The Lib Dems, meanwhile, have focused on preventing re-offending. The candidate draws a distinction between those offenders who could be helped to ‘go straight’, and those who simply don’t want to give up their life of crime. I’m wondering which category “pavement cyclists” fall into. It is a nice idea, and I think it could work well. The only flaw is that it’s based upon everyone being a decent person deep down, which I think is an assumption that remains to be proven.

Overall, though, none of these candidates really stand out for me. They all seem to have studiously avoided any serious topics like rape, assault or murder (except for the Labour candidate, who talks a bit about reducing domestic violence), although maybe they’re just worried about a repeat of what happened the last time people tried to talk about rape during an election. I’d like to see more discussion about how to get reporting rates up for violent crimes, but in a pinch, I’d settle for dangerous driving being taken a lot more seriously. Sadly, none of the candidates have yet responded to the sensible questions posed by the Cambridge Cycling Campaign, but check the website again on the 14th. We can run a book on how long before at least one of them replies with “but…but…but….cyclists jump red lights!” If you’re keen to elect a PCC who takes this stuff seriously, I wouldn’t vote English Democrat, since they plan to expunge motoring offences entirely from crime statistics. Maybe because they didn’t have cars back in the good ol’ 1820s.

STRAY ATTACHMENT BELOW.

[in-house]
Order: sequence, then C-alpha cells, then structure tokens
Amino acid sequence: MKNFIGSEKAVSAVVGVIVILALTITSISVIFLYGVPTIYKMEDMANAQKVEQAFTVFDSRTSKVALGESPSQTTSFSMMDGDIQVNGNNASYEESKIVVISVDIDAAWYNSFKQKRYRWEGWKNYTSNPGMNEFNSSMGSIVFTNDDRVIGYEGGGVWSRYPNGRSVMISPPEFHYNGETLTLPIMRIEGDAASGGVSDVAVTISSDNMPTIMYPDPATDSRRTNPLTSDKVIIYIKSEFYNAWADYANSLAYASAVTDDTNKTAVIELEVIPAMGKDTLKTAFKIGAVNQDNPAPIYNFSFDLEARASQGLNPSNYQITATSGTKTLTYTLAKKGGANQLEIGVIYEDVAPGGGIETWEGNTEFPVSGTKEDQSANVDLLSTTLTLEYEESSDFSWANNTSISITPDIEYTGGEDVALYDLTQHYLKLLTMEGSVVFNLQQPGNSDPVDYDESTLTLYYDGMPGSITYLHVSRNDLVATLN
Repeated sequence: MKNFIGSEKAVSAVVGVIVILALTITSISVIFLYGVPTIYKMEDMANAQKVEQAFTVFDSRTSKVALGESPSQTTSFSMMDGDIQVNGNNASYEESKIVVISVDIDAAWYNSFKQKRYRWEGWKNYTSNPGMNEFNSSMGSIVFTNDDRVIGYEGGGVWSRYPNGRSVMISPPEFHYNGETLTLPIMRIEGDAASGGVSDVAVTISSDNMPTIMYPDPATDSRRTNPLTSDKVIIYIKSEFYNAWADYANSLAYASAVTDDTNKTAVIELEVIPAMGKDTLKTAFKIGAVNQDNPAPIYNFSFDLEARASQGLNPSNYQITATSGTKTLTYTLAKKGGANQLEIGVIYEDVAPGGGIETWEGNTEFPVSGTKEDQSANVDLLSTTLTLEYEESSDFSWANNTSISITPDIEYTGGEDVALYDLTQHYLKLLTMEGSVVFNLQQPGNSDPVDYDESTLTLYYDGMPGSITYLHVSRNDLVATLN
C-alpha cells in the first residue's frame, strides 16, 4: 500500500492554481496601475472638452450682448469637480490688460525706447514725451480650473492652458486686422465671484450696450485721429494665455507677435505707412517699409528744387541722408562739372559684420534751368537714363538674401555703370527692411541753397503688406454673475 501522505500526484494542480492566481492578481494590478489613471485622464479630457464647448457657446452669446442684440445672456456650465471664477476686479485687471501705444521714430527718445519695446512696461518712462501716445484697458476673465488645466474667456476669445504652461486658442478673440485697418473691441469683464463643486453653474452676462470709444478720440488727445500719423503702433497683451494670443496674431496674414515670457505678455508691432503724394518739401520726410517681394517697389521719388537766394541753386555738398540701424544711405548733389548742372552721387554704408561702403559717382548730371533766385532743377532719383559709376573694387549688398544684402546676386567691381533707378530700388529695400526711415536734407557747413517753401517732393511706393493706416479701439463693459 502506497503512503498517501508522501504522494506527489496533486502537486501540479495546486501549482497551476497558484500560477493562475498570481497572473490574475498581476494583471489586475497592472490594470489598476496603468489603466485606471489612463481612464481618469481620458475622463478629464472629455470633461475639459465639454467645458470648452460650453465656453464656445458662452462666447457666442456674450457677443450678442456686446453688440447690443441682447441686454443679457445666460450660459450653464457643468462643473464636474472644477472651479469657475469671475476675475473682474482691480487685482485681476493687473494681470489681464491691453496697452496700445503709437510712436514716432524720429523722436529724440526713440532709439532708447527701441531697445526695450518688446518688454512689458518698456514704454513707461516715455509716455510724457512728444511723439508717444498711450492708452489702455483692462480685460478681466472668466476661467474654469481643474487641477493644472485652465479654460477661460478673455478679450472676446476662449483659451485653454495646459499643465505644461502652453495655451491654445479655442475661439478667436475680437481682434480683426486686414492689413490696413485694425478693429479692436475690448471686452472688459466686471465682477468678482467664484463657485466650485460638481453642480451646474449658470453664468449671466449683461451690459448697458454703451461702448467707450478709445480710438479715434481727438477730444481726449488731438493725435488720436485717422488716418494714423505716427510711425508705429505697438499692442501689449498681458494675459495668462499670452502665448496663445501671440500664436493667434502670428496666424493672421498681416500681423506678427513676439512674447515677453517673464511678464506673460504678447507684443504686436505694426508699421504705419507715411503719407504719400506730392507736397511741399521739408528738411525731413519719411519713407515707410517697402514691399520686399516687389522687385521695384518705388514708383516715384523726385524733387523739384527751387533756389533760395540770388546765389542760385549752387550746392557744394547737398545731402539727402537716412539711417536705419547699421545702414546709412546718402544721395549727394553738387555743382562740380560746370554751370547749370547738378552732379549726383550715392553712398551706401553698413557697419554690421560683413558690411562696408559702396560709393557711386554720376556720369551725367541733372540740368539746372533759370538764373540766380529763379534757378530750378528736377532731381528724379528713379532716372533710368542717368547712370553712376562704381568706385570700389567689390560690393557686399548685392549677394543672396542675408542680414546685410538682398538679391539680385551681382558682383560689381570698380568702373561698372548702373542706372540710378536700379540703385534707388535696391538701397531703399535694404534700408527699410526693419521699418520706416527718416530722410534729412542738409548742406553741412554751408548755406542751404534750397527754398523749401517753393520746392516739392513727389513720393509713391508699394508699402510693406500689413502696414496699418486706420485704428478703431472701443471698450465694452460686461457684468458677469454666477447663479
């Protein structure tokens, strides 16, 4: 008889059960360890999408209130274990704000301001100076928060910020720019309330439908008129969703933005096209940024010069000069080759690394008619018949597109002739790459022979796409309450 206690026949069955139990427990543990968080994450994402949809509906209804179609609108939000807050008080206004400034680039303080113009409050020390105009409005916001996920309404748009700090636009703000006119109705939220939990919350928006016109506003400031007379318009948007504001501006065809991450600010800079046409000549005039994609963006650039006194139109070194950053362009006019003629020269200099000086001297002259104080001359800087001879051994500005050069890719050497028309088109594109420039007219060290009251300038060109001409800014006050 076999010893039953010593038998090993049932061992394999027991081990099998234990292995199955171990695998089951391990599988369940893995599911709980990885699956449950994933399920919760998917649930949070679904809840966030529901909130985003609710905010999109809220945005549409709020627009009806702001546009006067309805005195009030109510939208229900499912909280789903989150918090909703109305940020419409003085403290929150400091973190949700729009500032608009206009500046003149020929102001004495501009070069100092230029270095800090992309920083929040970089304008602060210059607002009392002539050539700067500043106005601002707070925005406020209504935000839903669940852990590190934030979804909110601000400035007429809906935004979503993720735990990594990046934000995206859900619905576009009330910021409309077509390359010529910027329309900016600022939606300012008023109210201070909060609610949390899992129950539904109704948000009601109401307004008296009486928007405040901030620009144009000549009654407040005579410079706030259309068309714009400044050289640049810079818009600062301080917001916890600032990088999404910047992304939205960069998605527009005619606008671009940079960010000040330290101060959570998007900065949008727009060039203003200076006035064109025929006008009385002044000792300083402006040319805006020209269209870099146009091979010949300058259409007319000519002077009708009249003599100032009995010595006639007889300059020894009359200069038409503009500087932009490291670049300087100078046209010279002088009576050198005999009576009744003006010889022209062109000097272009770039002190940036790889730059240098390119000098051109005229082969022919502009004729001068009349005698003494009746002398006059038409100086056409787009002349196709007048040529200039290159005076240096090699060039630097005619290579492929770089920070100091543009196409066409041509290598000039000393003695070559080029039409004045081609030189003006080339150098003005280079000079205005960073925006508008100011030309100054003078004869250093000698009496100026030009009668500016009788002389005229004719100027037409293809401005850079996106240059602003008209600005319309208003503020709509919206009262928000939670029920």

One thing is certain, though – don’t stay at home. You might think you’re making a statement, but in reality, not voting is interpreted as apathy and even tacit approval of the process.

Decisions are made by those who show up. So get out there and spoil your ballot.